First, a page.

the swaps were fixed; clients got the
observe, so if Libor went down, the
clients interest rate went up, and if
Libor went up, the clients interest rate
went down. The banks knew where it
was going, ie down, but they forgot to
tell their clients. In May 2008 not only
did we see what the banks had thought
was going to happen, but Libor, which
was supposed to be reflective of the
rate at which banks borrowed from
each other, was being described as
“the rate at which no bank could or
did borrow at”. Libor was fictional and
artificially depressed in order to give the
impression of bank strength.
In May 2008, Libor was at 2.5 per cent.
During the course of that year, Barclays
became insolvent, Lloyds and RBS
needed government handouts and HBOS
was bankrupt, following Northern Rock.
We now see traders being prosecuted
belatedly for rate fixing, but it is far
from clear that the regulator and the
government were not aware.
Farces like Libor should be brought
to an end immediately. The regulator
should never have allowed this situation
to happen, and not only in relation
to the Libor rate. Nor should the
regulator allow banks to offer products
when they are the counter-party
without giving out some very explicit
warnings and some clear and honest
explanations. There must be a robust
system in place for making sure that
clients can make informed decisions.
It should be a statutory requirement to
have an independent financial adviser
present when signing a contract with
a bank. It was a dereliction of duty to
allow the banks to rewrite the rules
for the ombudsman reviewing their
mis-selling. We also need legislation
to insert a duty of good faith into all
contracts. Other nations have it and
we cannot rely on the judiciary to do it;
they need statutory encouragement.
below the water
line, some never
The Rt Hon Theresa May MP's Foreword For The Parliamentary Review
British politics provides ample material for analysis in the pages of The Parliamentary Review. For Her Majesty’s Government, our task in the year ahead is clear: to achieve the best Brexit deal for Britain and to carry on our work to build a more prosperous and united country – one that truly works for everyone.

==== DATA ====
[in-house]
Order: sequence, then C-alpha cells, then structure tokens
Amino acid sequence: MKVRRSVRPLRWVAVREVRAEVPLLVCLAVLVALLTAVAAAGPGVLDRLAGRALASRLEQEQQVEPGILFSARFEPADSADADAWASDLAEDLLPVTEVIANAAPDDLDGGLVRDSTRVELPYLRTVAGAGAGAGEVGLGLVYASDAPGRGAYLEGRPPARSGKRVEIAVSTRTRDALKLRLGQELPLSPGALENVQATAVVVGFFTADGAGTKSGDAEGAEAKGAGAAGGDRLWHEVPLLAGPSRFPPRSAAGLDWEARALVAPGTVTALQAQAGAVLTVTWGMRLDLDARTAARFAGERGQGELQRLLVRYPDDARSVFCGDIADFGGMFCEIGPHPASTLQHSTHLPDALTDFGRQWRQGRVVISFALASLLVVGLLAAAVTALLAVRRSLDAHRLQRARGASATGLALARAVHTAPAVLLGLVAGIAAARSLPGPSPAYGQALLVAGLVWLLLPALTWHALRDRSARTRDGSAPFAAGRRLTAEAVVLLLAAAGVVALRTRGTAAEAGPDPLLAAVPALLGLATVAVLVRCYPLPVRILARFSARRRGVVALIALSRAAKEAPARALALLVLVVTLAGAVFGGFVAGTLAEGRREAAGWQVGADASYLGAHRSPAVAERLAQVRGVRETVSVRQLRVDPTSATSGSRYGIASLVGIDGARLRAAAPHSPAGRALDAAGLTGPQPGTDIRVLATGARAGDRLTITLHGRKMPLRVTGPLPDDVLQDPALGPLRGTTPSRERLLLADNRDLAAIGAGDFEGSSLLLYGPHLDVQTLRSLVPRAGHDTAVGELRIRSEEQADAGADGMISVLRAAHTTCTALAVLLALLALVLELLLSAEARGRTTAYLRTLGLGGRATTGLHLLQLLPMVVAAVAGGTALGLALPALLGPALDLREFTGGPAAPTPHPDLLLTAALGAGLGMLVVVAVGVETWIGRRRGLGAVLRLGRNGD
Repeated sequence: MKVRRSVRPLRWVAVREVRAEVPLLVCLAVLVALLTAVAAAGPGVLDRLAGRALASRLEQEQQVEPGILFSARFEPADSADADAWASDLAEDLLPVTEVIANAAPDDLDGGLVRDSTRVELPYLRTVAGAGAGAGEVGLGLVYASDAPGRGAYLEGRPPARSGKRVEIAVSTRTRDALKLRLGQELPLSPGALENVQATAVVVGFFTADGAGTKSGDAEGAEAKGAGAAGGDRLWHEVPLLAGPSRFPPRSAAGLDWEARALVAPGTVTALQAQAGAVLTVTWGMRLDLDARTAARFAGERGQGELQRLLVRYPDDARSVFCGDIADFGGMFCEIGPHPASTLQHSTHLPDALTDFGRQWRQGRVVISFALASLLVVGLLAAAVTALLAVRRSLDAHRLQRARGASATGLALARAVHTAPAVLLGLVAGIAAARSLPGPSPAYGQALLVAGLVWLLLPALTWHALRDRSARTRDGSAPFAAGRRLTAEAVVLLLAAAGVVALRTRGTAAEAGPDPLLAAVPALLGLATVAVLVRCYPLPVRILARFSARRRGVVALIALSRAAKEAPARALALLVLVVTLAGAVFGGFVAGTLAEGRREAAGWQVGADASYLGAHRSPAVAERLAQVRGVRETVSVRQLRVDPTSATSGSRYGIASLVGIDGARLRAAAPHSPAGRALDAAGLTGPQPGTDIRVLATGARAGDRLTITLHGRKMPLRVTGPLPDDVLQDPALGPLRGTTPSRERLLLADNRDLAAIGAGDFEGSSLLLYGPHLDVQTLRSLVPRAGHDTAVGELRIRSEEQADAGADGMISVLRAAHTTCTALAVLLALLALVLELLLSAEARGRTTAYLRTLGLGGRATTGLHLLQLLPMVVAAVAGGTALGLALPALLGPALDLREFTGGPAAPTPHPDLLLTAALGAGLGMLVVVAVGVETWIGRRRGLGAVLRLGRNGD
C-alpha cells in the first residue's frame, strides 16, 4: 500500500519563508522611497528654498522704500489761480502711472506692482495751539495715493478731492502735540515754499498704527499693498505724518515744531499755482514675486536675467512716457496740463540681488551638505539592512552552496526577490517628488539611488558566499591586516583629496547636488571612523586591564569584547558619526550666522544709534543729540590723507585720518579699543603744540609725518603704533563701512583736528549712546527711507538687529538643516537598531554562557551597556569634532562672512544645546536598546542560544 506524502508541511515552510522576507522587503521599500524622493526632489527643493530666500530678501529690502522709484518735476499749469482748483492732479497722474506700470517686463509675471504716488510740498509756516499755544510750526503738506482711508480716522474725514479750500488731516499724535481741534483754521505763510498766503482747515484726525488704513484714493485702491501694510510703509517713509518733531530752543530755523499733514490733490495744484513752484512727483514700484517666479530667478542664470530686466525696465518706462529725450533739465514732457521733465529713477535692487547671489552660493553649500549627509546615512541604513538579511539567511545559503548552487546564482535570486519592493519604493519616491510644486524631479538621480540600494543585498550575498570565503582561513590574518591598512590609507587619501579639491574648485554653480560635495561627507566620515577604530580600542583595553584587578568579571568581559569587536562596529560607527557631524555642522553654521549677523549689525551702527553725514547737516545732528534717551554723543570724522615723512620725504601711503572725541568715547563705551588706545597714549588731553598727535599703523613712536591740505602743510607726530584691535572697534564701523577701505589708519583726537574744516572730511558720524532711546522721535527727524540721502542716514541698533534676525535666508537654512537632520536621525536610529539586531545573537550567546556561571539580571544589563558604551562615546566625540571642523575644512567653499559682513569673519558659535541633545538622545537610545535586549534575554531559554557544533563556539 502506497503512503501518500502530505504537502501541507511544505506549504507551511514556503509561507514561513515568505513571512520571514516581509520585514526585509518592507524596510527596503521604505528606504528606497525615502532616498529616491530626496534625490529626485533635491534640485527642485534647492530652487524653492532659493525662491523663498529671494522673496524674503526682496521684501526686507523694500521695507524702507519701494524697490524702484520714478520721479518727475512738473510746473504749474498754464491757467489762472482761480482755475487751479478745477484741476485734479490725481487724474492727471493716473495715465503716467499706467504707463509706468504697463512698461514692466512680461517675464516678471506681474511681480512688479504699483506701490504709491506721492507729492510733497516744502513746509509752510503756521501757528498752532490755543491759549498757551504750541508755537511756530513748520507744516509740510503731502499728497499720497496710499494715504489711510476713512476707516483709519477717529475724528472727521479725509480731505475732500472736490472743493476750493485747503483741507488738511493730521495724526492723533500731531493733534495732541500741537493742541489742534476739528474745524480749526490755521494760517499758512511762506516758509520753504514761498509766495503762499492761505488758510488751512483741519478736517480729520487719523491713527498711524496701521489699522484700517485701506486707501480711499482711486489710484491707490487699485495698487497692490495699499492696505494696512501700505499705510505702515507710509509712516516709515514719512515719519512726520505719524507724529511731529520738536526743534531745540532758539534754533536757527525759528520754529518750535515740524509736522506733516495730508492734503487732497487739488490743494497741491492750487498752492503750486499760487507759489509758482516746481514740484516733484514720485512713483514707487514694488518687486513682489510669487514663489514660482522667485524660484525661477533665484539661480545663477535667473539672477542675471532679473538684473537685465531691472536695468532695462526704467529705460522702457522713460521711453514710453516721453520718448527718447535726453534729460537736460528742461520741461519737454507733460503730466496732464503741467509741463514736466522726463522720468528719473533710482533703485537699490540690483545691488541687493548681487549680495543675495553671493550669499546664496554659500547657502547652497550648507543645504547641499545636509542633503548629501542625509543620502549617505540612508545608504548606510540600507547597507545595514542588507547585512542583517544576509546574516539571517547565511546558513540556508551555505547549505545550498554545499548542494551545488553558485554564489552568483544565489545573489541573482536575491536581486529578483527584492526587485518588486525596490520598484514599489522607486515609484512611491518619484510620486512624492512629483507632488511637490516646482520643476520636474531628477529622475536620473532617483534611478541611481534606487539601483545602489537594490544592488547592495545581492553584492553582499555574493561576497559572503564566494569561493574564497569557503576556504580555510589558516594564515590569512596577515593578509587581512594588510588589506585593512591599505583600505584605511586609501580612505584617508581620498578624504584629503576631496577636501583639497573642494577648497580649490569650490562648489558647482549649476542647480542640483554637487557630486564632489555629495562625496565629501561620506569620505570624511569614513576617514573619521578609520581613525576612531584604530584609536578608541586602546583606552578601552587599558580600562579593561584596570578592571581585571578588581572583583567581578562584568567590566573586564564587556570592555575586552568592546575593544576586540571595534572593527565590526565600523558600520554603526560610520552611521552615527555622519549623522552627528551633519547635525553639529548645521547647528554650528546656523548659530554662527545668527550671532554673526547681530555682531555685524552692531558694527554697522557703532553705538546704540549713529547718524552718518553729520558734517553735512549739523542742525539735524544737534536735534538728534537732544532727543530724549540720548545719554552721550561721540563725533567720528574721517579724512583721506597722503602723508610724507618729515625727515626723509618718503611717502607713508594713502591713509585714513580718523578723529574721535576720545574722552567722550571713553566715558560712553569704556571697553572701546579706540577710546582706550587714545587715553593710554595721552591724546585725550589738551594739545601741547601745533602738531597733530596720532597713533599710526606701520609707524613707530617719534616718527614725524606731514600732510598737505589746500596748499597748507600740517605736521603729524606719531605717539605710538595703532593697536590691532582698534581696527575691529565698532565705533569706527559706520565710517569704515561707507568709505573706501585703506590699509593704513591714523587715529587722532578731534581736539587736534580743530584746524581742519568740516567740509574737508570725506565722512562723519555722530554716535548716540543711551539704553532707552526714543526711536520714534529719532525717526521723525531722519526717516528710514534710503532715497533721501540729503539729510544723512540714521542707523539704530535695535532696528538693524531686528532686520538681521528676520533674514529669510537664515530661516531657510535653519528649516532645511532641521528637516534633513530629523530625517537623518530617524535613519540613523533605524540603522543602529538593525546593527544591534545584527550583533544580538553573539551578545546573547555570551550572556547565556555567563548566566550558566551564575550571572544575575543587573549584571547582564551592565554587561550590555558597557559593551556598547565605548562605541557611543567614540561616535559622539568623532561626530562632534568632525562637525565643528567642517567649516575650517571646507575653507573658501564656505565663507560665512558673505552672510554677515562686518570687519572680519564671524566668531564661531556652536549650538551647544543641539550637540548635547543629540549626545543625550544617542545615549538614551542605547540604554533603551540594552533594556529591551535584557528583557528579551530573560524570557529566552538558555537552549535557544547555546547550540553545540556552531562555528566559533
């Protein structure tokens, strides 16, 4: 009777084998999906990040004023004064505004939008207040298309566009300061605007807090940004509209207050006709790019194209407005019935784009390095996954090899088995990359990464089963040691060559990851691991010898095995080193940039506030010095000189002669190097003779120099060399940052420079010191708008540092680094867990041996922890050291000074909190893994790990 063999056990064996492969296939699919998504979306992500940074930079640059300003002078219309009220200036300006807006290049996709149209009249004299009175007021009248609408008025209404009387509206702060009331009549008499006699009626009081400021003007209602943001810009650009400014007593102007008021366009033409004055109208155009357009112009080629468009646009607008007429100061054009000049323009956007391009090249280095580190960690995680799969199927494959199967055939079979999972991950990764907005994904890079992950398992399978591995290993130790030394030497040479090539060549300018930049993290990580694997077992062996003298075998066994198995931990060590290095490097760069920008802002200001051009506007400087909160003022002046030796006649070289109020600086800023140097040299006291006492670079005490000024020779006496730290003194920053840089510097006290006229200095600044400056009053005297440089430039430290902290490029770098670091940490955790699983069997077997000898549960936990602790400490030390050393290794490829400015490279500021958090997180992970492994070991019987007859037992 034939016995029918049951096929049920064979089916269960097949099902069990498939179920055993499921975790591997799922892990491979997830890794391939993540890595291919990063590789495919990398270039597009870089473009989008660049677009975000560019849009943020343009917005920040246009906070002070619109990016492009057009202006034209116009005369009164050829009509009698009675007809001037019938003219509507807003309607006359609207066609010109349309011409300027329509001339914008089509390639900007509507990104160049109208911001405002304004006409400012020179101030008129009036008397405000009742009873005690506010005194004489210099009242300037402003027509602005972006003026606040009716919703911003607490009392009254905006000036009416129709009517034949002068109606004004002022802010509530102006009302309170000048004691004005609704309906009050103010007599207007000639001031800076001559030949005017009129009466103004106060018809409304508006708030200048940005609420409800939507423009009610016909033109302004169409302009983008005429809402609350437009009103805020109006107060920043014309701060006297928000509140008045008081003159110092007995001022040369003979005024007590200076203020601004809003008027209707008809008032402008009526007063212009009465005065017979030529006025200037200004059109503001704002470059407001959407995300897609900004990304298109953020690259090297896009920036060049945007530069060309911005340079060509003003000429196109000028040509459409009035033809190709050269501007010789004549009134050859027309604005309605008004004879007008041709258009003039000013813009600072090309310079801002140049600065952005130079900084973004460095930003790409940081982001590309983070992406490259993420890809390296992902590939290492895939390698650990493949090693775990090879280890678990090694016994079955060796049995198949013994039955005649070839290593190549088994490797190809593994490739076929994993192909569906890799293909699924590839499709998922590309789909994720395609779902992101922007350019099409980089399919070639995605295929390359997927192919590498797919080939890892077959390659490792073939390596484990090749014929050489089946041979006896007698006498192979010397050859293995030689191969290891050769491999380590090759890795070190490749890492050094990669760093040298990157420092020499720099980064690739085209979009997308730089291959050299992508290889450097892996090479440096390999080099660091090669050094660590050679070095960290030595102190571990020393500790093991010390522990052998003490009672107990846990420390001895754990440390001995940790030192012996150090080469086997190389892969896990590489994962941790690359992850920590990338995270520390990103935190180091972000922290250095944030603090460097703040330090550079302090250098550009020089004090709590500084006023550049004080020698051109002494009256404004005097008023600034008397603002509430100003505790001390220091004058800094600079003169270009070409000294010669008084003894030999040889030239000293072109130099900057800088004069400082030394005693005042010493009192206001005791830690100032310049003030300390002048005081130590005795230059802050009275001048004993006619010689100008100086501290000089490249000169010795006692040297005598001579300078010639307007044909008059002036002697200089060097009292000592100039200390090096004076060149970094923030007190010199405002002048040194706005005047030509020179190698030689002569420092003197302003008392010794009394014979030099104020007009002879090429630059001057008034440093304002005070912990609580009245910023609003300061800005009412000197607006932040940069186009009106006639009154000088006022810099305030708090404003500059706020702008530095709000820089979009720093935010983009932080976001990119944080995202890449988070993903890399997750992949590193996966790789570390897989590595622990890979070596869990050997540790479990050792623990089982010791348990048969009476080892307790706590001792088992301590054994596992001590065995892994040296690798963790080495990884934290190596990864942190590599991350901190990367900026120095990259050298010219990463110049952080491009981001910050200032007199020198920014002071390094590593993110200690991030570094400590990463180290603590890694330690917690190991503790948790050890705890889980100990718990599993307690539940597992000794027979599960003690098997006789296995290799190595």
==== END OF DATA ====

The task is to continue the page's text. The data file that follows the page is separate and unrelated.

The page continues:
The right Brexit deal will not be sufficient on its own to secure a more prosperous future for Britain. We also need to ensure that our economy is ready for what tomorrow will bring. Our Modern Industrial Strategy is our plan to do that. It means Government stepping up to secure the foundations of our productivity: providing an education system that delivers the skills our economy needs, improving school standards and transforming technical education; delivering infrastructure for growth; ensuring people have the homes they need in the places they want to live. It is all about taking action for the long-term that will pay dividends in the future.
But it also goes beyond that. Government, the private sector and academia working together as strategic partners achieve far more than we could separately. That is why we have set an ambitious goal of lifting UK public and private research and development investment to 2.4 per cent of GDP by 2027. It is why we are developing four Grand Challenges, the big drivers of social and economic change in the world today: harnessing artificial intelligence and the data revolution; leading in changes to the future of mobility; meeting the challenges of our ageing society; and driving ahead the revolution in clean growth. By focusing our efforts on making the most of these areas of enormous potential, we can develop new exports, grow new industries and create more good jobs in every part of our country.
Years of hard work and sacrifice from the British people have got our deficit down by over three quarters. We are building on this success by taking a balanced approach to public spending. We are continuing to deal with our debts, so that our economy can remain strong and we can protect people’s jobs, and at the same time we are investing in vital public services, like our NHS. We have set out plans to increase NHS funding annually by an average by 3.4 percent in real terms: that is £394 million a week more. In return, the NHS will produce a ten-year plan, led by doctors and nurses, to eliminate waste and improve patient care.
I believe that Britain can look to the future with confidence. We are leaving the EU and setting a new course for prosperity as a global trading nation. We have a Modern Industrial Strategy that is strengthening the foundations of our economy and helping us to seize the opportunities of the future. We are investing in the public services we all rely on and helping them to grow and improve. Building on our country’s great strengths – our world-class universities and researchers, our excellent services sector, our cutting edge manufacturers, our vibrant creative industries, our dedicated public servants – we can look towards a new decade that is ripe with possibility. The government I lead is doing all it can to make that brighter future a reality for everyone in our country.
British politics provides ample material for analysis in the pages of The Parliamentary Review